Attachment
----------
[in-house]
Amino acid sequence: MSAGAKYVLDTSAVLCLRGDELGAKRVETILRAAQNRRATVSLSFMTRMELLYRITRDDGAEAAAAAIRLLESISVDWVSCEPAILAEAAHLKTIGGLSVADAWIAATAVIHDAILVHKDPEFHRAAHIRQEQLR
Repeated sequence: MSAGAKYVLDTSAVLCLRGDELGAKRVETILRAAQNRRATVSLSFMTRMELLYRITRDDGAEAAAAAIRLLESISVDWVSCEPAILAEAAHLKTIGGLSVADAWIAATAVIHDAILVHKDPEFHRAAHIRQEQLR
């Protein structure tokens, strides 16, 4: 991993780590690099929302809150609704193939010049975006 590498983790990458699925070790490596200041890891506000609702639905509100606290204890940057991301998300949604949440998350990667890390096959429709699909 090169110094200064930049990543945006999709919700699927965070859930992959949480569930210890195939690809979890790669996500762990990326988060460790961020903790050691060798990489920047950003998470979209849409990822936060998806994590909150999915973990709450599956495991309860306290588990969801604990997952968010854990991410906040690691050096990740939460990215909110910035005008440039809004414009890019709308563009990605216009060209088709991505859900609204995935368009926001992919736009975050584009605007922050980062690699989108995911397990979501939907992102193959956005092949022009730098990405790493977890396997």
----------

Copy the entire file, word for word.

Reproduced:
[in-house]
Amino acid sequence: MSAGAKYVLDTSAVLCLRGDELGAKRVETILRAAQNRRATVSLSFMTRMELLYRITRDDGAEAAAAAIRLLESISVDWVSCEPAILAEAAHLKTIGGLSVADAWIAATAVIHDAILVHKDPEFHRAAHIRQEQLR
Repeated sequence: MSAGAKYVLDTSAVLCLRGDELGAKRVETILRAAQNRRATVSLSFMTRMELLYRITRDDGAEAAAAAIRLLESISVDWVSCEPAILAEAAHLKTIGGLSVADAWIAATAVIHDAILVHKDPEFHRAAHIRQEQLR
């Protein structure tokens, strides 16, 4: 991993780590690099929302809150609704193939010049975006 590498983790990458699925070790490596200041890891506000609702639905509100606290204890940057991301998300949604949440998350990667890390096959429709699909 090169110094200064930049990543945006999709919700699927965070859930992959949480569930210890195939690809979890790669996500762990990326988060460790961020903790050691060798990489920047950003998470979209849409990822936060998806994590909150999915973990709450599956495991309860306290588990969801604990997952968010854990991410906040690691050096990740939460990215909110910035005008440039809004414009890019709308563009990605216009060209088709991505859900609204995935368009926001992919736009975050584009605007922050980062690699989108995911397990979501939907992102193959956005092949022009730098990405790493977890396997």